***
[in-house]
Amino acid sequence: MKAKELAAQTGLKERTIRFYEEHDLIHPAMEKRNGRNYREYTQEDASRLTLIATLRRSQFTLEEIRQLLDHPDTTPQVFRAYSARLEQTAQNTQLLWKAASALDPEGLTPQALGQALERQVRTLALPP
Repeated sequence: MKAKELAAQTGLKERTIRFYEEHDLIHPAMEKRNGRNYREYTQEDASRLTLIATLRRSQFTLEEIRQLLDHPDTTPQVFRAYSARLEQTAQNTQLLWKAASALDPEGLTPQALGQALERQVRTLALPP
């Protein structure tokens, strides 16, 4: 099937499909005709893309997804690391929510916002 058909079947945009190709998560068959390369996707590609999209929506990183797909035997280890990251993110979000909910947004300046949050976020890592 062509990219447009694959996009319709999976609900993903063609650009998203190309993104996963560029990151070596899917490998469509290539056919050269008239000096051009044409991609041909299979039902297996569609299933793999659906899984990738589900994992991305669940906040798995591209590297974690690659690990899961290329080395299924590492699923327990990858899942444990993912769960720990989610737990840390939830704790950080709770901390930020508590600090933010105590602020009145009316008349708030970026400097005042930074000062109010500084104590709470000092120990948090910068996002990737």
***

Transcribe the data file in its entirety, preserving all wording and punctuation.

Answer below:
[in-house]
Amino acid sequence: MKAKELAAQTGLKERTIRFYEEHDLIHPAMEKRNGRNYREYTQEDASRLTLIATLRRSQFTLEEIRQLLDHPDTTPQVFRAYSARLEQTAQNTQLLWKAASALDPEGLTPQALGQALERQVRTLALPP
Repeated sequence: MKAKELAAQTGLKERTIRFYEEHDLIHPAMEKRNGRNYREYTQEDASRLTLIATLRRSQFTLEEIRQLLDHPDTTPQVFRAYSARLEQTAQNTQLLWKAASALDPEGLTPQALGQALERQVRTLALPP
């Protein structure tokens, strides 16, 4: 099937499909005709893309997804690391929510916002 058909079947945009190709998560068959390369996707590609999209929506990183797909035997280890990251993110979000909910947004300046949050976020890592 062509990219447009694959996009319709999976609900993903063609650009998203190309993104996963560029990151070596899917490998469509290539056919050269008239000096051009044409991609041909299979039902297996569609299933793999659906899984990738589900994992991305669940906040798995591209590297974690690659690990899961290329080395299924590492699923327990990858899942444990993912769960720990989610737990840390939830704790950080709770901390930020508590600090933010105590602020009145009316008349708030970026400097005042930074000062109010500084104590709470000092120990948090910068996002990737």